Defendants' motion to dismiss for failure to state a claim is based on the assertions that the requested relief is barred by virtue of the Eleventh Amendment; that the complaint does not allege an actual case or controversy; and that the action is barred by virtue of the applicable statute of limitations. In addition, defendants contend that the plaintiff physicians are without standing. All memoranda and oral argument having been received, the court proceeds to consideration of the motion.
The court has reached the conclusion that the motion must be granted in part and denied in part. Specifically, as to the different forms of relief sought by the complaint and as enumerated above, the court will enter an order granting the motion as to sections 1(a) and 2 of the prayer, and denying the motion as to sections 1(b) and 3. The court will also dismiss the complaint in its entirety as to all the plaintiff physicians. In reaching disposition on the motion, the court has found it necessary to distinguish between the theoretical practice and procedure under the Virginia involuntary sterilization statute and the actual practice as alleged by the individual sterilized plaintiffs in their complaint.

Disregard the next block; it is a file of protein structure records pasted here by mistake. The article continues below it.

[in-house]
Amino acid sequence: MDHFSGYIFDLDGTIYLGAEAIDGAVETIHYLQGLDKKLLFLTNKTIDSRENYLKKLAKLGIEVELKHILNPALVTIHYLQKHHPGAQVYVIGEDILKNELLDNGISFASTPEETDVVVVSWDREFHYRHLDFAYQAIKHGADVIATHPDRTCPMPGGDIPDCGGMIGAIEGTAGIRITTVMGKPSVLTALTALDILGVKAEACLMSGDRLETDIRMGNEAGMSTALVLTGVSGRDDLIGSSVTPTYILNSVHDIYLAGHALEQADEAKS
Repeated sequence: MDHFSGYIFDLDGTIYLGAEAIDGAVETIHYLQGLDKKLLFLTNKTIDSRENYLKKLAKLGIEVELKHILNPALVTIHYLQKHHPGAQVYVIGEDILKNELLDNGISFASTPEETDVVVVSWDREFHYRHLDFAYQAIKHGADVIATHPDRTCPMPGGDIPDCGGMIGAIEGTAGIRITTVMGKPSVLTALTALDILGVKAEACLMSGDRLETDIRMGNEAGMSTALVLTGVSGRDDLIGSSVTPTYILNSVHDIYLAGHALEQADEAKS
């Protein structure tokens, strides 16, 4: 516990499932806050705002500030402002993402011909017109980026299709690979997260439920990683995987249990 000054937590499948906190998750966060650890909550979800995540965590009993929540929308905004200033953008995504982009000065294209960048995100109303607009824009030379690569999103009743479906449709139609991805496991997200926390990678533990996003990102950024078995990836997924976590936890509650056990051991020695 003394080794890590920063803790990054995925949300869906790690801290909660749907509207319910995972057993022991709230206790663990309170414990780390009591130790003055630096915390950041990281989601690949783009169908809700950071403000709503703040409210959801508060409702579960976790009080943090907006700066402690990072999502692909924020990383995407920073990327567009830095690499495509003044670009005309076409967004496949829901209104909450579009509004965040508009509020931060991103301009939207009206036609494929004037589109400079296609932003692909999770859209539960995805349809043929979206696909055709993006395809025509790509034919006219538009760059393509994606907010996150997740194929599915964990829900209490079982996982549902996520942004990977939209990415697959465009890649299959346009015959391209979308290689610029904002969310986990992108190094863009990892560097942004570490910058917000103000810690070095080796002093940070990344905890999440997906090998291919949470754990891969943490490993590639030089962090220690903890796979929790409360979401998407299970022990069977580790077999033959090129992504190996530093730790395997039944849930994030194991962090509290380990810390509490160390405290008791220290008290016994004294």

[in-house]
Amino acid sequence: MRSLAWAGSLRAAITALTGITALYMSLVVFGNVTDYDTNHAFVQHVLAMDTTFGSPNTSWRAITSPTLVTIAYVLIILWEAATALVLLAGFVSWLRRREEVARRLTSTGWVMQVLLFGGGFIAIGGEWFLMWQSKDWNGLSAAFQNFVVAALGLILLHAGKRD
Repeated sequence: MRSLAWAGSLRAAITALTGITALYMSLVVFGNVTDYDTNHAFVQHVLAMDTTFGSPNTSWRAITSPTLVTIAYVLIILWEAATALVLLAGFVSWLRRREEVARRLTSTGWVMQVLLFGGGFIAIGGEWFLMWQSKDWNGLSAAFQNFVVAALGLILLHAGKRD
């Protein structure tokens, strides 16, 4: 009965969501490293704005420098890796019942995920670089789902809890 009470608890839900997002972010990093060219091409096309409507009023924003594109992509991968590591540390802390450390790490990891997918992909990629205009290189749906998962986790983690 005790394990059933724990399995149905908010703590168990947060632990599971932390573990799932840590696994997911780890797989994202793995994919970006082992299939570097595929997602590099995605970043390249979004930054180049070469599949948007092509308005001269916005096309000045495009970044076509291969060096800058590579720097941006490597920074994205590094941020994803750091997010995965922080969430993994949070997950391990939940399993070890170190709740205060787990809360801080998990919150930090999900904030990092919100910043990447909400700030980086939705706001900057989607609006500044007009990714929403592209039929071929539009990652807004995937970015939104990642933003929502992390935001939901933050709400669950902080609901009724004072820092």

Regardless of whatever philosophical and sociological valuation may be made regarding involuntary sterilizations in terms of current mores and social thought, the fact remains that the general practice and procedure under the old Virginia statute were upheld by the highest court in the land in Buck v. Bell, supra. It is no answer for the plaintiff to allude to changing patterns of social and constitutional thought as a ground for reopening the inquiry. Since 1974, well before the filing of the instant action, Virginia has had no involuntary sterilization statute. In short, this court has neither the authority nor the occasion to undertake an evaluation as to the constitutionality of the old Virginia statute permitting forced sterilizations. As to those portions of the complaint undergirding the requested declaration sought by section 1(a) of the prayer for relief and involving the legality of the sterilizations performed pursuant to the statute, it is clear as a matter of law that no justiciable conflict has been presented to the court. See, gen., Flast v. Cohen, 392 U.S. 83, 94-97, 88 S. Ct. 1942, 1949-51, 20 L. Ed. 2d 947 (1968).